One ex­treme to the other

With David Bowie: A Life, au­thor Dy­lan Jones sheds light on the man be­hind the rock star

The Enterprise-Bulletin (Collingwood) - - ENTERTAINMENT - David Bowie: A Life Dy­lan Jones Dou­ble­day JAMIE PORT­MAN

LON­DON — It’s a book that releases a flood of re­mark­able mem­o­ries — all in the ser­vice of bring­ing David Bowie and his life into bold and some­times con­tro­ver­sial re­lief. There are glimpses of him at work in the record­ing stu­dio — al­ways the con­sum­mate and dis­ci­plined pro­fes­sional, al­ways the quest­ing spirit be­hind the cre­ation of such en­dur­ing clas­sics as Space

Odd­ity and Let’s Dance. There’s also the no­to­ri­ous bad boy of the 1970s — the bi­sex­ual se­ducer of ador­ing teenage groupies, the drug- ad­dled freak tee­ter­ing on self- de­struc­tion.

We read of the night he went berserk, rac­ing his car around an un­der­ground Ber­lin car park at 70 miles an hour and scream­ing that he wanted to end it all by driv­ing into a con­crete wall.

The car ran out of fuel be­fore that hap­pened and it cli­maxed an evening that had ear­lier seen Bowie, fel­low per­former Iggy Pop at his side, ram­ming their car re­peat­edly into the side of a drug dealer’s ve­hi­cle.

But then, two pages later, we en­counter an­other David Bowie — the Bowie who would take a break from a per­for­mance in or­der to watch an episode of Corona­tion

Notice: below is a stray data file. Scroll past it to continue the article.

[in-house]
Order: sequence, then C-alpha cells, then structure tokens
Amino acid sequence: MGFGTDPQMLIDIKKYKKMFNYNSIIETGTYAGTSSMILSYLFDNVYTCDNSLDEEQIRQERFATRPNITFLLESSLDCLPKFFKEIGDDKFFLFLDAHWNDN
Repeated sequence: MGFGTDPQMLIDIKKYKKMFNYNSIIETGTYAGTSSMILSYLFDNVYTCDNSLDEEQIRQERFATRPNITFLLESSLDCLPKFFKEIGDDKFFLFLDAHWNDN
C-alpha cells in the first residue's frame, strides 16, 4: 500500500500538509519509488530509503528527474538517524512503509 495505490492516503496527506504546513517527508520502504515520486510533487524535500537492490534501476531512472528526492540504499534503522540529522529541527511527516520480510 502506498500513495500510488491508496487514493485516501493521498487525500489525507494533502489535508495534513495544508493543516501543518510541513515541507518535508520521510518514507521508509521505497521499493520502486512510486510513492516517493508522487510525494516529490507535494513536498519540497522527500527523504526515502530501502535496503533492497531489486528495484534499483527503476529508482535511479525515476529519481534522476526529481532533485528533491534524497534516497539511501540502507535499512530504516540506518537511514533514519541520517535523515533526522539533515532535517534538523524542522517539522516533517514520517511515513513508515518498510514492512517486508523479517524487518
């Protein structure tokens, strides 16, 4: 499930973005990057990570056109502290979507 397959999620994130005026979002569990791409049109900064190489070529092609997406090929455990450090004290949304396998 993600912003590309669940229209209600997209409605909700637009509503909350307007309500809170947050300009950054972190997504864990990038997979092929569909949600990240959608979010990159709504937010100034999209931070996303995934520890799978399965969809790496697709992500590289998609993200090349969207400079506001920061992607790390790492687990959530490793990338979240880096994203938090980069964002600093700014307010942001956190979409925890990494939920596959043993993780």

Street on his VCR. This lat­ter im­age par­tic­u­larly de­lights au­thor Dy­lan Jones, whose new book — David

Bowie: A Life — has be­come an in­stant best­seller in the U. K.

“It’s a lovely vi­gnette,” Jones says.

“Dur­ing a per­for­mance on one of his most in­tense tours, a per­for­mance re­quir­ing a lot of phys­i­cal and emo­tional stamina, he was still able dur­ing the in­ter­val to zone out and watch a soap opera.”

Jones was con­stantly seek­ing this kind of in­ti­mate rev­e­la­tion for his book, pub­lished in Canada by Dou­ble­day.

And if the re­sult is a shift­ing, ever- chang­ing kalei­do­scope, there is good rea­son.

It’s an oral bi­og­ra­phy — the prod­uct of nearly 200 in­ter­views with friends, ri­vals, lovers and pro­fes- sional col­leagues of a one- of- a- kind rock leg­end who died of cancer at the age of 69 in Jan­uary 2016, two days af­ter the re­lease of his fi­nal al­bum, Black­star.

For Jones, a vet­eran rock his­to­rian, it’s a way of ex­tract­ing the whole per­son out of a com­plex and of­ten elu­sive hu­man be­ing.

In his in­tro­duc­tion to this 520- page vol­ume, he lays out the chal­lenge of deal­ing with some­one whose “en­tire pro­fes­sional ca­reer was one of myth, leg­end and invention.”

In fact, when he was work­ing on an ear­lier Bowie book, his sub­ject cheer­fully told him he should sim­ply “print the myth.”

Jones has been a fan since, as an en­tranced 12- year- old, he saw Bowie’s Ziggy Star­dust per­sona per­form Star­man on Bri­tish tele­vi­sion’s Top of the Pops — an episode that at­tracted one- quar­ter of the Bri­tish pop­u­la­tion on July 6, 1972. “The world didn’t need an­other

How I Love David Bowie book,” Jones says dur­ing an in­ter­view at the May­fair head­quar­ters of the Bri­tish edi­tion of GQ Magazine, which he ed­its.